A tour of Verifiable Secret Sharing schemes and Distributed Key Generation protocols.

Ignacio Manzur Tomasini
21 min readAug 25, 2022


by Ignacio Manzur, Marc Graczyk and Albert Garreta. Special thanks to Ahmet Ramazan Agirtas for advice and valuable comments throughout the writing of this post, and to Michal Zajac for reviewing.

This article introduces Distributed Key Generation (DKG) protocols and one of its fundamental building blocks: Verifiable Secret Sharing (VSS) schemes. We begin our exploration with the cryptographic primitives that make Distributed Validator Technology (DVT) possible. While an expansion of our previous article on DVT, almost the entirety of this post can be read without any previous knowledge of DVT.

The present article can also be read as a continuation of Secret Sharing For Sharing Mnemonics, Part I and Part 2.

Table of contents:


What do Distributed Key Generation (DKG) protocols enable? At a high level, they allow for the distribution of power (in the form of a key) among a group of independent parties that do not trust each other. Only when a quorum has been achieved, the power, i.e. the key, can be used.

More concretely, DKG protocols allow for the generation and distribution of secret key fragments, or shares, among several parties. A crucial point is that the key is created during the protocol execution and that no single party is privy to the key before, during, or after such execution, only their individual key shares. Moreover, nobody apart from the involved parties knows the key either, and the protocol requires no intervention from trusted third parties.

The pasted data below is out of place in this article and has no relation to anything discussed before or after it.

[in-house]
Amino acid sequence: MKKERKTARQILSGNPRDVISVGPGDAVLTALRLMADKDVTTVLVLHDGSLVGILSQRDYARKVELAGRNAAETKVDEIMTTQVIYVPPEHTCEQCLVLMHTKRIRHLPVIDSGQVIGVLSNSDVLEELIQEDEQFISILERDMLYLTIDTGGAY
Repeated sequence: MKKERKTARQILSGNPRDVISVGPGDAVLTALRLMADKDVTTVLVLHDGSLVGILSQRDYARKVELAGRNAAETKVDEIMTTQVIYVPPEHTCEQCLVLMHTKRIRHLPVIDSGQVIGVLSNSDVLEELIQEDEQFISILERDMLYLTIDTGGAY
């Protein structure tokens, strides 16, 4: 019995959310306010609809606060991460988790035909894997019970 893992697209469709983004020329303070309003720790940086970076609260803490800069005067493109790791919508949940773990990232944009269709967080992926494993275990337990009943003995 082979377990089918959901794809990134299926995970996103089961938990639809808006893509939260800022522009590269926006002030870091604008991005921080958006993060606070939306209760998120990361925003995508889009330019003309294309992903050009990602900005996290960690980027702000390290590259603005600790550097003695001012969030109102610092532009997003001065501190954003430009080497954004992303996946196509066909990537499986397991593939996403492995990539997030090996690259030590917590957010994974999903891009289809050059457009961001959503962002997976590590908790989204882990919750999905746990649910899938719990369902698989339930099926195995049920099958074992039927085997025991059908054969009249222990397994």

Consider the following example: a company is run by a group of directors who do not trust each other and hence are uncomfortable with another director having access to the secret signing key of the company. To solve this issue, the group of directors can run a DKG protocol to generate a key, giving each director access to only part of it. This means that to successfully sign something, a quorum of directors must be established.

Notice the importance of the key being generated during the protocol execution: it would be undesirable if the secret key was known to some party and distributed among the directors using, for example, an out-of-the-box version of Shamir’s Secret Sharing scheme.

As described in our previous post, another use-case of DKG protocols can be found in DVT solutions, where a group of operators can create and distribute shares of an Ethereum (or of another blockchain) secret validator signing key. This, in combination with consensus protocols and Threshold Signature Schemes (TSS), allows the group of operators to run an Ethereum validator without the need to trust each other.